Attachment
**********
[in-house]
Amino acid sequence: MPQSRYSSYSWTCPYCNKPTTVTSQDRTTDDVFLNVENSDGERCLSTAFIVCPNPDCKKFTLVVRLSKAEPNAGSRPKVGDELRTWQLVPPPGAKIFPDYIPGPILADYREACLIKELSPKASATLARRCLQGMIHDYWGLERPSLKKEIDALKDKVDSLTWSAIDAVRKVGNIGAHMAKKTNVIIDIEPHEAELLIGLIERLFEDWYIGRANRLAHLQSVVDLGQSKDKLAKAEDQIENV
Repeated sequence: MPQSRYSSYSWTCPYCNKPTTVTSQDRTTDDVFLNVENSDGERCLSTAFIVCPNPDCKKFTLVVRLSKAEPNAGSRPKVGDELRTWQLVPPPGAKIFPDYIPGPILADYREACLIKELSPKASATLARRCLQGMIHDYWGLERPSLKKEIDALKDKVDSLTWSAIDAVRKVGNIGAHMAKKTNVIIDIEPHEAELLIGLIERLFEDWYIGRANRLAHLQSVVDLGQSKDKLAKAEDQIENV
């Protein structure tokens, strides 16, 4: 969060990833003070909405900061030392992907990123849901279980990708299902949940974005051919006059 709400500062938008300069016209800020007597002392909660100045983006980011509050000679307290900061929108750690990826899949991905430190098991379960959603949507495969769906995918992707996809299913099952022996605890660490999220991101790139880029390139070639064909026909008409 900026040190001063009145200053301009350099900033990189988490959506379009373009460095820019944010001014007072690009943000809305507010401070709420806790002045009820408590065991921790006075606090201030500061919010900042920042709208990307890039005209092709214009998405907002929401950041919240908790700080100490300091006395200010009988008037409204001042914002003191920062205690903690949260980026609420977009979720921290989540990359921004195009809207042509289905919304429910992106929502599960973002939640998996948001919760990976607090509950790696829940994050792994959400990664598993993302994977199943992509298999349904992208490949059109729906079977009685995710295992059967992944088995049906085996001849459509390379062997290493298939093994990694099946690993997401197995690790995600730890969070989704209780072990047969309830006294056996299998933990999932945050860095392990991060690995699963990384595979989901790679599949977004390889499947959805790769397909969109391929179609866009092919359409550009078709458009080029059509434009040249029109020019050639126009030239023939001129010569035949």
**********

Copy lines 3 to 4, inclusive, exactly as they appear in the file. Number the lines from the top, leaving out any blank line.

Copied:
Repeated sequence: MPQSRYSSYSWTCPYCNKPTTVTSQDRTTDDVFLNVENSDGERCLSTAFIVCPNPDCKKFTLVVRLSKAEPNAGSRPKVGDELRTWQLVPPPGAKIFPDYIPGPILADYREACLIKELSPKASATLARRCLQGMIHDYWGLERPSLKKEIDALKDKVDSLTWSAIDAVRKVGNIGAHMAKKTNVIIDIEPHEAELLIGLIERLFEDWYIGRANRLAHLQSVVDLGQSKDKLAKAEDQIENV
């Protein structure tokens, strides 16, 4: 969060990833003070909405900061030392992907990123849901279980990708299902949940974005051919006059 709400500062938008300069016209800020007597002392909660100045983006980011509050000679307290900061929108750690990826899949991905430190098991379960959603949507495969769906995918992707996809299913099952022996605890660490999220991101790139880029390139070639064909026909008409 900026040190001063009145200053301009350099900033990189988490959506379009373009460095820019944010001014007072690009943000809305507010401070709420806790002045009820408590065991921790006075606090201030500061919010900042920042709208990307890039005209092709214009998405907002929401950041919240908790700080100490300091006395200010009988008037409204001042914002003191920062205690903690949260980026609420977009979720921290989540990359921004195009809207042509289905919304429910992106929502599960973002939640998996948001919760990976607090509950790696829940994050792994959400990664598993993302994977199943992509298999349904992208490949059109729906079977009685995710295992059967992944088995049906085996001849459509390379062997290493298939093994990694099946690993997401197995690790995600730890969070989704209780072990047969309830006294056996299998933990999932945050860095392990991060690995699963990384595979989901790679599949977004390889499947959805790769397909969109391929179609866009092919359409550009078709458009080029059509434009040249029109020019050639126009030239023939001129010569035949």